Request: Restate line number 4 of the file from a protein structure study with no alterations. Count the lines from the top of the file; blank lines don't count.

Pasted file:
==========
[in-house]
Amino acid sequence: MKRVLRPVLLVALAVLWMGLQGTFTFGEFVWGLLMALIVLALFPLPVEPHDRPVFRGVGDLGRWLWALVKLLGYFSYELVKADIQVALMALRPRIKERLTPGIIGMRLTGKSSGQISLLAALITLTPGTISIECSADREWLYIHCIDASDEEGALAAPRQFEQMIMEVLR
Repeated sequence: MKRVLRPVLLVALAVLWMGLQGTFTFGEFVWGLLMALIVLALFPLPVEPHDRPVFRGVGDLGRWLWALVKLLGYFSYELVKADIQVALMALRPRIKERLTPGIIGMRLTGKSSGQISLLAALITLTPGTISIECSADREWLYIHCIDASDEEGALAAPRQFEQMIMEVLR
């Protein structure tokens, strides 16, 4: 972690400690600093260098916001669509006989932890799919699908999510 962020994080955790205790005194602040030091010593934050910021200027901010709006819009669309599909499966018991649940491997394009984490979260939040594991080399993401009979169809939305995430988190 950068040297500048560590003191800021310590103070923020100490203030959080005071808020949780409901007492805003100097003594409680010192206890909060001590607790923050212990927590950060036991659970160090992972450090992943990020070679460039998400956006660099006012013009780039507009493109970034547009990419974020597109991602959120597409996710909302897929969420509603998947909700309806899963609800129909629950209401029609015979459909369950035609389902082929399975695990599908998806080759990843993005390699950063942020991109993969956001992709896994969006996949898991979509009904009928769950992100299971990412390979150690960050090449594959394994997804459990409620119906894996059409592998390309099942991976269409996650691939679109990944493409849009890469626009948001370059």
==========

């Protein structure tokens, strides 16, 4: 972690400690600093260098916001669509006989932890799919699908999510 962020994080955790205790005194602040030091010593934050910021200027901010709006819009669309599909499966018991649940491997394009984490979260939040594991080399993401009979169809939305995430988190 950068040297500048560590003191800021310590103070923020100490203030959080005071808020949780409901007492805003100097003594409680010192206890909060001590607790923050212990927590950060036991659970160090992972450090992943990020070679460039998400956006660099006012013009780039507009493109970034547009990419974020597109991602959120597409996710909302897929969420509603998947909700309806899963609800129909629950209401029609015979459909369950035609389902082929399975695990599908998806080759990843993005390699950063942020991109993969956001992709896994969006996949898991979509009904009928769950992100299971990412390979150690960050090449594959394994997804459990409620119906894996059409592998390309099942991976269409996650691939679109990944493409849009890469626009948001370059």